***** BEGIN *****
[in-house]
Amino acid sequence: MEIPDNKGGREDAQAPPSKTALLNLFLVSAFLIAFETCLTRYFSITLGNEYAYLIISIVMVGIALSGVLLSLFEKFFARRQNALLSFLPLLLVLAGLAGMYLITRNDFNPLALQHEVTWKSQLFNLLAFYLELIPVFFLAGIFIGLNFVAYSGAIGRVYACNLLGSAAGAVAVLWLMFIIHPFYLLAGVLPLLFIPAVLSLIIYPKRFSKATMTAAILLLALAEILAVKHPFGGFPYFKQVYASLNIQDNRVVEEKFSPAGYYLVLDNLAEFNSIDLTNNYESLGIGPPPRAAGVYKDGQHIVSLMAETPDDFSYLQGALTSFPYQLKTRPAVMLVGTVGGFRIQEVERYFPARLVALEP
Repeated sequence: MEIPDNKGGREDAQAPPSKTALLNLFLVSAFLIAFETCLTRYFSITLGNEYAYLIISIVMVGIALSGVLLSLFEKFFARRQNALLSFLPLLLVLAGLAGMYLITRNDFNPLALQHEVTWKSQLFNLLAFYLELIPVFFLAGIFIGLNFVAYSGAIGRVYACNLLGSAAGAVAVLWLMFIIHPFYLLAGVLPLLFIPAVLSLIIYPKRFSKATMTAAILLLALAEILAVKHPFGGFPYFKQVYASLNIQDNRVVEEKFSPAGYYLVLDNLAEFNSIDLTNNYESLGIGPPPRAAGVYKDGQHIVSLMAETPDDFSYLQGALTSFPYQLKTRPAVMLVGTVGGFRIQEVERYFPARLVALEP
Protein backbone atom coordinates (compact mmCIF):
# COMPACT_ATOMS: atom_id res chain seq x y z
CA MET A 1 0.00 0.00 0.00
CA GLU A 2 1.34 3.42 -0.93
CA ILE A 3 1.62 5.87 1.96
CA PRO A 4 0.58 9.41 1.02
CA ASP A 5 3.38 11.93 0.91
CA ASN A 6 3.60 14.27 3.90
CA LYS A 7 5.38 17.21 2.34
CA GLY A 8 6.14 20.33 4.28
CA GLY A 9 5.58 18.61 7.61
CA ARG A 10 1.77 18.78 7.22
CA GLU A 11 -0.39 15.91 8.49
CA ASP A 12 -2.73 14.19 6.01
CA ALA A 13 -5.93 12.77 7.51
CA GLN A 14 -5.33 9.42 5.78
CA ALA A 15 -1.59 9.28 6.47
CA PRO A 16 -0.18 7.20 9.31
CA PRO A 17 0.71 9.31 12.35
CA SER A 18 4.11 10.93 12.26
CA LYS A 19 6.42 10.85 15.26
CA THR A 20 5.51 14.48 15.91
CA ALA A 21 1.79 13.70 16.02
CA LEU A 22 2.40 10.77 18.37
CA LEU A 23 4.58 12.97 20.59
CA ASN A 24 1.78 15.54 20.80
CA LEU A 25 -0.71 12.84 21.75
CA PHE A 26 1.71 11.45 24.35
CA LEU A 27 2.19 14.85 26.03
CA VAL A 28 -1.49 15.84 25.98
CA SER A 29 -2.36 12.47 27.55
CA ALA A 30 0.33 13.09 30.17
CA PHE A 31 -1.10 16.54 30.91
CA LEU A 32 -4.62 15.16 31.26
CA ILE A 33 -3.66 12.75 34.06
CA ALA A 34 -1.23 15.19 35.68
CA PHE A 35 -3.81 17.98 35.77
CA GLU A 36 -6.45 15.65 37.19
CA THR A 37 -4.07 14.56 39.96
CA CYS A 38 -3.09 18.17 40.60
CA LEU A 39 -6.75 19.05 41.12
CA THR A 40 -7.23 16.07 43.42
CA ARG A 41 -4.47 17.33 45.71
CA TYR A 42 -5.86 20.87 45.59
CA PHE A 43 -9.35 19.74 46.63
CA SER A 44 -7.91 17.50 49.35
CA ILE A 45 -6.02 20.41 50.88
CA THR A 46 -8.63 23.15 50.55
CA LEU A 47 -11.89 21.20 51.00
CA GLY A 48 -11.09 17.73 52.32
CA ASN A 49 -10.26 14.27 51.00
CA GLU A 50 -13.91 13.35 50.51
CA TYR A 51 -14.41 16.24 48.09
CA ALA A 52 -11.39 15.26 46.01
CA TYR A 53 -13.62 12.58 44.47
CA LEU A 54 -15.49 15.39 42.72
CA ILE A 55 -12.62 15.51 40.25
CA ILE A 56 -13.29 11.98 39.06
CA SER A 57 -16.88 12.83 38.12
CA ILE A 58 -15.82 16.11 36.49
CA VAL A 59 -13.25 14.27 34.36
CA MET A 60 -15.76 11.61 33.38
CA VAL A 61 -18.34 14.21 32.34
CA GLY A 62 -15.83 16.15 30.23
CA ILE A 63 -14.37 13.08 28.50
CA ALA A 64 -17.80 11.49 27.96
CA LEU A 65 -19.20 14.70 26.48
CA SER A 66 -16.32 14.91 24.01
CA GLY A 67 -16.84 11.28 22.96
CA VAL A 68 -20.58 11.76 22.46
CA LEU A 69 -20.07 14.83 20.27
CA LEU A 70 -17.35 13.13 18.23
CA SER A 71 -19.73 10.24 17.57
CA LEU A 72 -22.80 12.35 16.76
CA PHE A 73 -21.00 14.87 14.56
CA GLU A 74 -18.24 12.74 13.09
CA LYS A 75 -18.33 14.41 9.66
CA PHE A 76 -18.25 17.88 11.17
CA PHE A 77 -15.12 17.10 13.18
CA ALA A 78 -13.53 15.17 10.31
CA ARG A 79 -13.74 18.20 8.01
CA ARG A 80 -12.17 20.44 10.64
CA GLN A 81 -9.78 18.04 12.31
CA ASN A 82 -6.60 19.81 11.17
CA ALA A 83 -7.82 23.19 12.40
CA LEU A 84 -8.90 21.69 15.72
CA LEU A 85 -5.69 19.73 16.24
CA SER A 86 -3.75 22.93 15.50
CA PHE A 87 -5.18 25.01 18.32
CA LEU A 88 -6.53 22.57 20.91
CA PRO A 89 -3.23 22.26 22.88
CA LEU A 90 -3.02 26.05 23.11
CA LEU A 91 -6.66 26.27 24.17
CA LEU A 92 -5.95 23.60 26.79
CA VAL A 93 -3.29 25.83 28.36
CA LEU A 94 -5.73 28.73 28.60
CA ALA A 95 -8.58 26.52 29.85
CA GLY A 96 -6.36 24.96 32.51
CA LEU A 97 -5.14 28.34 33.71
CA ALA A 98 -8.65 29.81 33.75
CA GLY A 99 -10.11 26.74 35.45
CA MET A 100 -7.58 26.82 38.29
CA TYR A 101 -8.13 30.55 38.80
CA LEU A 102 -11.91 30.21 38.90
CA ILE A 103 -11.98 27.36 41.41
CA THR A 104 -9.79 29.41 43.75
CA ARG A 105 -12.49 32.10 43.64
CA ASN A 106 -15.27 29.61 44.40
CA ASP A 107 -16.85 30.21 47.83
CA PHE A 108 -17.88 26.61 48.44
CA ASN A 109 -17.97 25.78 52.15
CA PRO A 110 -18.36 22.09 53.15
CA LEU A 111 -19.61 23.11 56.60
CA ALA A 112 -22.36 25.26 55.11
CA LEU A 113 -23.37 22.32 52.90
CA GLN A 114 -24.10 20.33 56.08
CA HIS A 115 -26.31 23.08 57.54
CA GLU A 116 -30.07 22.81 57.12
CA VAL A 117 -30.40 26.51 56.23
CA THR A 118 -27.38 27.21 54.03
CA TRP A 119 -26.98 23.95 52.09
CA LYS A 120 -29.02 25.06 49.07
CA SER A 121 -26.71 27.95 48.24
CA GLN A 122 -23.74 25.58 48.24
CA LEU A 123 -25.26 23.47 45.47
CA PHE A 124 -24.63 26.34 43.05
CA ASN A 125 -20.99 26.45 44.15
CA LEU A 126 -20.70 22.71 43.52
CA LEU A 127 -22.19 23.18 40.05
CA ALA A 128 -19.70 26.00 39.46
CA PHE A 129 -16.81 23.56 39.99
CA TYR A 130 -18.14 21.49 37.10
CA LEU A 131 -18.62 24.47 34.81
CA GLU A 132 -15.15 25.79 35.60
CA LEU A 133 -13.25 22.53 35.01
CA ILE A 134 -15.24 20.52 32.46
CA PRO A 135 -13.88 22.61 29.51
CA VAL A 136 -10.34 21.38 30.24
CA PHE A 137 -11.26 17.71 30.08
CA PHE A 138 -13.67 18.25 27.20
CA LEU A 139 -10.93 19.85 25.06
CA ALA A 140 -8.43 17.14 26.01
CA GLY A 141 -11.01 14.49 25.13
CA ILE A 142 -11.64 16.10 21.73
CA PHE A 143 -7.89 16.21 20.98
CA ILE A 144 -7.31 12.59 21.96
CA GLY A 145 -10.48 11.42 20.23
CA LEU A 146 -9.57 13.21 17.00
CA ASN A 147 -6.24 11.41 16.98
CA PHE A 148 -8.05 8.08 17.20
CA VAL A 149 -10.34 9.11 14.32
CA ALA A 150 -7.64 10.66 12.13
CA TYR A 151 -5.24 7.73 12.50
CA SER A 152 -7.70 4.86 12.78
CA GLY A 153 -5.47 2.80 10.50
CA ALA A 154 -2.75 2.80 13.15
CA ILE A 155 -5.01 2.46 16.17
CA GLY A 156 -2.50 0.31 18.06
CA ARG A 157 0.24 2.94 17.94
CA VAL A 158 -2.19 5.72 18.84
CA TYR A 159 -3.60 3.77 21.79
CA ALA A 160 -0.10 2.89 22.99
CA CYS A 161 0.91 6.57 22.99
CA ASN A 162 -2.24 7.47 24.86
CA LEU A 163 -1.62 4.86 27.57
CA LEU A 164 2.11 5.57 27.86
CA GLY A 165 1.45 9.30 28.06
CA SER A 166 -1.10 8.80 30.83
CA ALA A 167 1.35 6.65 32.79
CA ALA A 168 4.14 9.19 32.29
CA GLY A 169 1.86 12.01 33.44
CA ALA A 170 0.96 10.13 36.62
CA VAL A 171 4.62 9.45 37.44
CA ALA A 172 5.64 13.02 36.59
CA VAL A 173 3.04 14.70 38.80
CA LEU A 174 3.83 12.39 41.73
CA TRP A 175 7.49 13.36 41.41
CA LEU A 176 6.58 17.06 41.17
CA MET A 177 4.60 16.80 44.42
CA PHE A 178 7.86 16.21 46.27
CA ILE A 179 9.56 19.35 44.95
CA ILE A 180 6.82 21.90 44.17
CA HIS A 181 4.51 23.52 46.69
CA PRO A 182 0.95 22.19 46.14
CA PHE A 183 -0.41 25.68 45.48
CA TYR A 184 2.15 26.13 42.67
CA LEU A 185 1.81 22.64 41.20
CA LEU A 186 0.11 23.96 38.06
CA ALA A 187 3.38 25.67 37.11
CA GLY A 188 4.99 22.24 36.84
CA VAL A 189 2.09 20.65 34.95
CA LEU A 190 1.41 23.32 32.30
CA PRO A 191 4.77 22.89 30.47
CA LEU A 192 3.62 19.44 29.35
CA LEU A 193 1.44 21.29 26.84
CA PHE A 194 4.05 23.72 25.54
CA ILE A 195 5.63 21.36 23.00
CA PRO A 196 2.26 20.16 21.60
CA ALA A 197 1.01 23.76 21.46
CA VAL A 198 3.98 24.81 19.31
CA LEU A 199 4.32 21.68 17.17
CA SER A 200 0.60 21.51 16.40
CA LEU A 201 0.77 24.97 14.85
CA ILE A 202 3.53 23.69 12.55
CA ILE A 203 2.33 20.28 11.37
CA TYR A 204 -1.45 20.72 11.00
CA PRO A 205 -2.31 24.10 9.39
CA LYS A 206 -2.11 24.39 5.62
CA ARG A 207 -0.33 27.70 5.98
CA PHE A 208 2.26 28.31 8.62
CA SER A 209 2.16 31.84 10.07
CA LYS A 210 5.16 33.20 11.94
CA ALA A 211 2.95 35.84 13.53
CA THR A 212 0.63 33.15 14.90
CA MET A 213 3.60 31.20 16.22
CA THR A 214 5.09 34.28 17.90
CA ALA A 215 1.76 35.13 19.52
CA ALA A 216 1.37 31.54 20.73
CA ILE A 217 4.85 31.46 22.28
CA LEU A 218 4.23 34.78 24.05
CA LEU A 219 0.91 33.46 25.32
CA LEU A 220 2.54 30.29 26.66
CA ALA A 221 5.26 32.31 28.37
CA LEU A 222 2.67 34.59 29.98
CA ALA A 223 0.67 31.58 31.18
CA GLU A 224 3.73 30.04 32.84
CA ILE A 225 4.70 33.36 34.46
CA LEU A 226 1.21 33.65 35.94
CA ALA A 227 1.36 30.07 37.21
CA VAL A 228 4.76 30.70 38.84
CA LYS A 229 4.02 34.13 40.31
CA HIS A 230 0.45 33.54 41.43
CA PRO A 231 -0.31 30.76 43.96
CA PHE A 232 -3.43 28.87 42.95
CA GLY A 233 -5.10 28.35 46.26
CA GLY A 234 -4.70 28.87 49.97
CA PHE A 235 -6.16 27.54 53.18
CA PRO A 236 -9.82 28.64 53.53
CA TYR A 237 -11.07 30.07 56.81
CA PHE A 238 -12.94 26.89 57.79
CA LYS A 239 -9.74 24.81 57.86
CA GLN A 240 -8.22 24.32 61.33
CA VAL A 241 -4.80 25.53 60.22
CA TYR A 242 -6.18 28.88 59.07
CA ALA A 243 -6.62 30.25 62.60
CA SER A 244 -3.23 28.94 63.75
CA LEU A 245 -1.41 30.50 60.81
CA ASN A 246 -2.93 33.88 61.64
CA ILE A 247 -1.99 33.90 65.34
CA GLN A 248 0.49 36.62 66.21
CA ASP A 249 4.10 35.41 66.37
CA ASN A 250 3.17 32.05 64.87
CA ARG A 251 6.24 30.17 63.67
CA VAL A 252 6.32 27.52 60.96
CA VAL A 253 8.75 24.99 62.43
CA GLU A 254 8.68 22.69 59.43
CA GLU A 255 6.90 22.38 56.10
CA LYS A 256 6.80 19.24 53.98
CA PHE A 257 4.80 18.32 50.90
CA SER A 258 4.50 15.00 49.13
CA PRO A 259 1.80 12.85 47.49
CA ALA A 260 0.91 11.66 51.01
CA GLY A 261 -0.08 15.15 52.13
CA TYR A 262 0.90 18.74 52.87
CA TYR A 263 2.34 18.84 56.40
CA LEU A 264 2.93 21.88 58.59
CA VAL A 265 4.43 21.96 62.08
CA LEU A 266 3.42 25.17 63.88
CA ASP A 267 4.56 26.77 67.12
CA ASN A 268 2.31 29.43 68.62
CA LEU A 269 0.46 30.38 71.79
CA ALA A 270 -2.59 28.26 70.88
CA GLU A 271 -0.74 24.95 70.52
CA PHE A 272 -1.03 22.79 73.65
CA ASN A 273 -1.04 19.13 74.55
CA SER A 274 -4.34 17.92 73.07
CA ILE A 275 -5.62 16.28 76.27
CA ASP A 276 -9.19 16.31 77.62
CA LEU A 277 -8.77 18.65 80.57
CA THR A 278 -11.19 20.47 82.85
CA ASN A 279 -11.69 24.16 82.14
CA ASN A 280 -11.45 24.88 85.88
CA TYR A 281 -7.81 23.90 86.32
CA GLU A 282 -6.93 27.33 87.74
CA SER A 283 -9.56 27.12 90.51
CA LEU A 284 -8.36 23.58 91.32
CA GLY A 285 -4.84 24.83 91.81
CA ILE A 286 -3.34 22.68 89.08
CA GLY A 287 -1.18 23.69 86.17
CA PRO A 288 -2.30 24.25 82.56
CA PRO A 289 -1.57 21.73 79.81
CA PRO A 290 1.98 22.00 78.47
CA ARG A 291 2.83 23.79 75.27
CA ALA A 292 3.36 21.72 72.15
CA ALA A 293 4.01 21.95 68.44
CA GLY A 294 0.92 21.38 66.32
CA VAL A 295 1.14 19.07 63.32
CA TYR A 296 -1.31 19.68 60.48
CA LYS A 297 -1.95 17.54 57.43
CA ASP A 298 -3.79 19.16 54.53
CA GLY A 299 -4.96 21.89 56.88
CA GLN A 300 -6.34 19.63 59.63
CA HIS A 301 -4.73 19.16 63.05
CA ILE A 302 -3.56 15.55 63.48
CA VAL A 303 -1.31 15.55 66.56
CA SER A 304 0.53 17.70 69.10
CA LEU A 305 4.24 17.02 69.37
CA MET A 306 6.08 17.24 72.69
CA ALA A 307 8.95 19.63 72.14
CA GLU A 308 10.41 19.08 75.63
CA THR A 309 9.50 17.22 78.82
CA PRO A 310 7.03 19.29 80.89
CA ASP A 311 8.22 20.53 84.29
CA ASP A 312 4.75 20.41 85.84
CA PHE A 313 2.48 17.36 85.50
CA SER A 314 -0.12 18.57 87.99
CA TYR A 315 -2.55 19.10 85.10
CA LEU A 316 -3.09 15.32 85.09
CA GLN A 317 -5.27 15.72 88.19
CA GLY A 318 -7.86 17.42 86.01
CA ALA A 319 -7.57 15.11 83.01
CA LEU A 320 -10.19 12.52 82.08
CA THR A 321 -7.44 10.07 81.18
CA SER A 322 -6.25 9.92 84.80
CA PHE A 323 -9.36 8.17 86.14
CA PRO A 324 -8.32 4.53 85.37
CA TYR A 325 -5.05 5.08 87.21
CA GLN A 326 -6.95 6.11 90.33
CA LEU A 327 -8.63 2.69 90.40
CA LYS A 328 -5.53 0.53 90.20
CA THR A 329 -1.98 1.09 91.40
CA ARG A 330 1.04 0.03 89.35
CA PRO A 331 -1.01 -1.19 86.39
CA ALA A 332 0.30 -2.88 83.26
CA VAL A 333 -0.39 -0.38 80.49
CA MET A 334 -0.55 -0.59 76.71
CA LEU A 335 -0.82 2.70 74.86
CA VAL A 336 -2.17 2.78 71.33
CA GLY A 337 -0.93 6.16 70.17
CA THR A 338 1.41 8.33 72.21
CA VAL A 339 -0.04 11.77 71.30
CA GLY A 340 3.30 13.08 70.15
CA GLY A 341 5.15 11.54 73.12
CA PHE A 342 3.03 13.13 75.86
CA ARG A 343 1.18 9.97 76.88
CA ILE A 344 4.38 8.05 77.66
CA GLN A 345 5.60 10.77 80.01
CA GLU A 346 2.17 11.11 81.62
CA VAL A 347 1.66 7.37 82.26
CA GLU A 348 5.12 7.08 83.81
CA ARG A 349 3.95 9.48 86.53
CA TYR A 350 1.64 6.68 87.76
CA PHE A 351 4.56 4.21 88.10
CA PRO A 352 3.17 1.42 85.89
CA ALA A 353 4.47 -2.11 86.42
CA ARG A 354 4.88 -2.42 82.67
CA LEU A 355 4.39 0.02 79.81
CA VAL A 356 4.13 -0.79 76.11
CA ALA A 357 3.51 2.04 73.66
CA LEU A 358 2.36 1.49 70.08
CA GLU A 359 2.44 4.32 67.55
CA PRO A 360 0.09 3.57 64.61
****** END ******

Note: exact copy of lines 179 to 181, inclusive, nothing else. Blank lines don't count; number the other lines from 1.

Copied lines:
CA LEU A 174 3.83 12.39 41.73
CA TRP A 175 7.49 13.36 41.41
CA LEU A 176 6.58 17.06 41.17